The UK is politically better positioned to withstand pressure from the United States than Sweden. Sweden is a small country of nine million people close to Russia. It has grown increasingly dependent on the United States. In recent years Sweden has complied with directives from the United States in a manner that has not been scrutinised by Parliament, as has been revealed by the disclosed diplomatic cables (see Political Interference).
United States: Secret Grand Jury
The United States is looking to charge Julian Assange under the Espionage Act among other charges:
A secret grand jury located in Alexandria, Virginia, only six kilometres from central Washington D.C., has been meeting since December 2010. The grand jury decides whether to bring charges against Julian Assange and other people associated with WikiLeaks.
The grand jury is held in secret, with no judge and no defence counsel. Four prosecutors are imposing subpoenas on individuals who are affiliated with WikiLeaks and on social networking sites including Twitter to disclose information about WikiLeaks’ work.
The grand jury consists of 16-23 people. Given the high incidence of government employees and public and military contractors living in this geographical area, it is likely that a majority of the components of the grand jury are ideologically opposed to WikiLeaks’ work.
It is very likely that the grand jury will decide to prosecute, even on very weak grounds that would not withstand the minimum threshold under normal criminal prosecutions.
United States: What would happen if Julian Assange was extradited?
The suspected whistleblower Bradley Manning has been subjected to inhumane and degrading treatment. Julian Assange is likely to face similar treatment or worse: he will not be afforded the same constitutional rights as Bradley Manning because he is a foreign national. Over the past ten years the United States has developed a doctrine that denies basic rights to foreign political prisoners.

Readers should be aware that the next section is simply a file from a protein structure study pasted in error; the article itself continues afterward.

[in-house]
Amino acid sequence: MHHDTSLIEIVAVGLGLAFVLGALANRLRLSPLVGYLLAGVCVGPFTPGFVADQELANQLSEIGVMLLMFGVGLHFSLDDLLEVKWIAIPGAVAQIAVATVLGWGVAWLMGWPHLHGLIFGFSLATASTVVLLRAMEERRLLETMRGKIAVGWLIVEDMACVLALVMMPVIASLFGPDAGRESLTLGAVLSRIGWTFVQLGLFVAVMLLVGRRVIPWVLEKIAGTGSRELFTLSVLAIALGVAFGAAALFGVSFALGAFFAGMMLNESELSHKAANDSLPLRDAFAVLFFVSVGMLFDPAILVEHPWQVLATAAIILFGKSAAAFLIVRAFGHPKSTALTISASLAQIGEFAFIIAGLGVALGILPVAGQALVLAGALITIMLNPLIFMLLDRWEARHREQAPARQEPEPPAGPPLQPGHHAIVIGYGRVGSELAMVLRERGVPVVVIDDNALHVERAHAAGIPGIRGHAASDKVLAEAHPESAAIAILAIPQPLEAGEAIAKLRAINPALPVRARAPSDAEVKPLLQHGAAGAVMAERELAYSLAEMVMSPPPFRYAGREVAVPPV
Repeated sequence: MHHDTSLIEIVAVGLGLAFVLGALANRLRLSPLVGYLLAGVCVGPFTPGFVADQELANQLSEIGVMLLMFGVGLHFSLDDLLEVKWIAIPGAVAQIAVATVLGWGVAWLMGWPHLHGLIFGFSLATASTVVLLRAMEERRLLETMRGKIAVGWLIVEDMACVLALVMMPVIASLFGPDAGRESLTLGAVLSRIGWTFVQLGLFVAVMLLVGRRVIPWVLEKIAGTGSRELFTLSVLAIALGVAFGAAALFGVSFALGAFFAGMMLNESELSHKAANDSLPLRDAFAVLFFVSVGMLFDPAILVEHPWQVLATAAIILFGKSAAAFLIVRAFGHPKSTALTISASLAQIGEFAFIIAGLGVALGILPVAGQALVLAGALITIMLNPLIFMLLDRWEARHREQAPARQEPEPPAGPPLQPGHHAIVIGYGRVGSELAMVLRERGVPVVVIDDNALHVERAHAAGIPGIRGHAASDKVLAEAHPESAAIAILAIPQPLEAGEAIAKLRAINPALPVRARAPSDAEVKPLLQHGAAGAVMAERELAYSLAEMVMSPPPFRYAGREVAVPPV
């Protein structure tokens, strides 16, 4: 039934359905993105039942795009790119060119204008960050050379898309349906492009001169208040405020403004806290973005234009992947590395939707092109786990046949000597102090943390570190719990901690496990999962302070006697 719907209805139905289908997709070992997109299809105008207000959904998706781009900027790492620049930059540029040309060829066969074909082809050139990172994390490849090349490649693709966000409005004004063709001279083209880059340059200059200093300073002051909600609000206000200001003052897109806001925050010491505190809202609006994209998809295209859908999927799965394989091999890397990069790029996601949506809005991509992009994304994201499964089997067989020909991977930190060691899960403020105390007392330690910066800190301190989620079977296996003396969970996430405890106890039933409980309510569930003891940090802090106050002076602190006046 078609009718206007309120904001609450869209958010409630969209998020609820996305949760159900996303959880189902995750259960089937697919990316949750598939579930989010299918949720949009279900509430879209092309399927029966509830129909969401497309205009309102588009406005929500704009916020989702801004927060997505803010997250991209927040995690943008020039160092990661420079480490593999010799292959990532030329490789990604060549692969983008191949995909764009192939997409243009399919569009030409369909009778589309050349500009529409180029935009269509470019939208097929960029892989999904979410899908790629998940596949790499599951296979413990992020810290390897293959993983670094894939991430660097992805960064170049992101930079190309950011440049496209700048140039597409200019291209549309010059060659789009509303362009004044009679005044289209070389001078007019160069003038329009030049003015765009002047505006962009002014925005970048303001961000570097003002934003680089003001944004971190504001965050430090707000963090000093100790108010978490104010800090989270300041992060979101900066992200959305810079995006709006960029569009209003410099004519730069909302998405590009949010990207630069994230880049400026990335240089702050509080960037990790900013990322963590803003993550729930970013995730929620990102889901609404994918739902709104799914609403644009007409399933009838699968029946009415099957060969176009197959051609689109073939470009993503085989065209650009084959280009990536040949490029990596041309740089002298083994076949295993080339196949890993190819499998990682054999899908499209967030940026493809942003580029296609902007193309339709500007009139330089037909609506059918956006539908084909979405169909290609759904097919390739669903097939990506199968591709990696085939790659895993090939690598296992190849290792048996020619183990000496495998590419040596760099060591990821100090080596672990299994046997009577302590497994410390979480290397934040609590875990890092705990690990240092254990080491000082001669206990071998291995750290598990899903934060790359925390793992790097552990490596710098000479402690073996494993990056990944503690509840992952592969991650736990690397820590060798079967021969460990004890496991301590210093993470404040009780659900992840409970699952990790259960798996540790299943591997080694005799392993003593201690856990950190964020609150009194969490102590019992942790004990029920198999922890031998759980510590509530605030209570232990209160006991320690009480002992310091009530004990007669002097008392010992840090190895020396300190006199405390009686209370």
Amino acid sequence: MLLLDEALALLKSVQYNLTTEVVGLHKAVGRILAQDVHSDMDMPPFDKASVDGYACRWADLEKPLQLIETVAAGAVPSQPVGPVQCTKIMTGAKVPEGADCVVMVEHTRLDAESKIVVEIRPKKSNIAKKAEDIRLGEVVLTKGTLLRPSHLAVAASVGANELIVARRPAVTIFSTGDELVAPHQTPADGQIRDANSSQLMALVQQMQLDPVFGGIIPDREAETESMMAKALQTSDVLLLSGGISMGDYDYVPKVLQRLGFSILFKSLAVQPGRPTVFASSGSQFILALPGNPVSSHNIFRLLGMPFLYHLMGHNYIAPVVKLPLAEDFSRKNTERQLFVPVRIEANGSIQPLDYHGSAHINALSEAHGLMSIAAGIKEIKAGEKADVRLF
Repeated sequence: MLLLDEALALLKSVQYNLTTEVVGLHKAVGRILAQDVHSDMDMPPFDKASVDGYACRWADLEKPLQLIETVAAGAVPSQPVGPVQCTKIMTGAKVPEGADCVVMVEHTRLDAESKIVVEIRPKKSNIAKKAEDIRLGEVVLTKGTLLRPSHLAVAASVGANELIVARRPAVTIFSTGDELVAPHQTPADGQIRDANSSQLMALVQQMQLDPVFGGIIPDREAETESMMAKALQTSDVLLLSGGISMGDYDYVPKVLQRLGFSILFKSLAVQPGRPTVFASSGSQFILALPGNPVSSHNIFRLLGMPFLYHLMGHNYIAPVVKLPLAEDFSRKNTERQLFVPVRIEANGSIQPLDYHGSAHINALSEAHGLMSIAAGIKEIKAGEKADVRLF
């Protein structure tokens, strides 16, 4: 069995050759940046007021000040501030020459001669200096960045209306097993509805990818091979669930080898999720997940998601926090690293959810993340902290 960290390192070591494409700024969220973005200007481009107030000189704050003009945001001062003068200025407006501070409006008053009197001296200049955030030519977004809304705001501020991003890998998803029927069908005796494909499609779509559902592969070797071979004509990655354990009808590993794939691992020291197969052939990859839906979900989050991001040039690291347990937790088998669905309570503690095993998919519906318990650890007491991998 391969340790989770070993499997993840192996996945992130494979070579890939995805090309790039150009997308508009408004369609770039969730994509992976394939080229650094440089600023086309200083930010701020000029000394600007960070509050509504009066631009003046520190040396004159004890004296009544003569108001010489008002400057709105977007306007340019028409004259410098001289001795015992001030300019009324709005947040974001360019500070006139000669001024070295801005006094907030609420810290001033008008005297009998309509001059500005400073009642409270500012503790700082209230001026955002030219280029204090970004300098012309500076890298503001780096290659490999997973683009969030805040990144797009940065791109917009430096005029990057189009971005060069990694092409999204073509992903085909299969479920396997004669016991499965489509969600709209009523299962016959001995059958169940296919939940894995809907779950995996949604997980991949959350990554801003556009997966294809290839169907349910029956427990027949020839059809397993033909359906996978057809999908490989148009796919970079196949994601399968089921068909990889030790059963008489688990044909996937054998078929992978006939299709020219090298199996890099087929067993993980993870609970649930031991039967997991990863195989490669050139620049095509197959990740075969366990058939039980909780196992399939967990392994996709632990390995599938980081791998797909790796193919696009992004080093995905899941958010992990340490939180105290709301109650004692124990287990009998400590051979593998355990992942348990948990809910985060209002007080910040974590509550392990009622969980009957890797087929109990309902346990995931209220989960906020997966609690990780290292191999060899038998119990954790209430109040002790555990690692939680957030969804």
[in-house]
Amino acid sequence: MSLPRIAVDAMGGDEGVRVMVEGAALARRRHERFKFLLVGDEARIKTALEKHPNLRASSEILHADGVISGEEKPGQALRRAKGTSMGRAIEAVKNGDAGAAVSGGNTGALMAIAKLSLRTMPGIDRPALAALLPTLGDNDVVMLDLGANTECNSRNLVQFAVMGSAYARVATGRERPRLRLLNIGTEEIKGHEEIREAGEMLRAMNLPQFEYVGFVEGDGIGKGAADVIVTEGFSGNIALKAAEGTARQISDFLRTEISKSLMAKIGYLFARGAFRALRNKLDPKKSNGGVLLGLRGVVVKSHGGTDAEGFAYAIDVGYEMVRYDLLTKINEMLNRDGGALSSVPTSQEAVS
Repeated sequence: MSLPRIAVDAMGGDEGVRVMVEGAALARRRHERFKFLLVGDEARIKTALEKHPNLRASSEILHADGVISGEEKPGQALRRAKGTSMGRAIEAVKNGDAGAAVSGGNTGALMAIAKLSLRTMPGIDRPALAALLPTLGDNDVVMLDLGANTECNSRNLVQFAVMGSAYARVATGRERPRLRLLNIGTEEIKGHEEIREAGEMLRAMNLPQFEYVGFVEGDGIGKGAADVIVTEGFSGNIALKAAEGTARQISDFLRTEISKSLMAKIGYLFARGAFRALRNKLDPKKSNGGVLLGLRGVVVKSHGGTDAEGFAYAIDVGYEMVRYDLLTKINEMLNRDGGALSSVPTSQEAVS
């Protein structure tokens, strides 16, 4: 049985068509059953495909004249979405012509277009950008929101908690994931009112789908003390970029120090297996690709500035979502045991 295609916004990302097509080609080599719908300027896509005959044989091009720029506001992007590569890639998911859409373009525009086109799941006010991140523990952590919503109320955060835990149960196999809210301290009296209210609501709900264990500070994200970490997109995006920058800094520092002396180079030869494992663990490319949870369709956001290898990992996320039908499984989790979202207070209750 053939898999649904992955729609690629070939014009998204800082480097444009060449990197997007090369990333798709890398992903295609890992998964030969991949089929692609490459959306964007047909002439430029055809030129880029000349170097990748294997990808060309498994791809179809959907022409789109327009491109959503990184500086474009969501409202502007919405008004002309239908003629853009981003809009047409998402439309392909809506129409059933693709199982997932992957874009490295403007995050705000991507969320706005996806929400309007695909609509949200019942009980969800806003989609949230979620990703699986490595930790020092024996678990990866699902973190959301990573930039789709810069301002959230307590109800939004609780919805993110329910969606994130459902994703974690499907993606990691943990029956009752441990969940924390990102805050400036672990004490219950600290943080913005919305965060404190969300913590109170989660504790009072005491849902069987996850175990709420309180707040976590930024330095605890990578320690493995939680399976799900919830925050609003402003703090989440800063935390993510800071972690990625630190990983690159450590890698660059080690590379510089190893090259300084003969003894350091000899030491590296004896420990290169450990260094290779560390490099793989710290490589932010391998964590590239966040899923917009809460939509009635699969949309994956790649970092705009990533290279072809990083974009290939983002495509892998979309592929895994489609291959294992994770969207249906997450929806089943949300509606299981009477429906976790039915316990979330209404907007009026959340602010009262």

The 2012 US presidential elections are an opportunity to seize upon for the campaign trail: Julian Assange’s prosecution will probably be used by presidential candidates to show they are strong on “national security”. Senators and presidential candidates have already called on the Obama administration to take an aggressive approach.
Republican candidates have urged the US treasury and Department of State to label WikiLeaks as a terrorist organisation, and to ’illegally assassinate’ or kidnap him, and treat him and his associates as ’enemy combatants’.
In other words, internal political pressure is calling for the United States to illegally apply torture in order to extract information, subject him to inhumane and degrading treatment as they have with Bradley Manning, or sentence Julian Assange to the death penalty. Public pronouncements by US senators and television personalities amount to hate speech and persecution (see Timing of EAW and INTERPOL Red Notice ).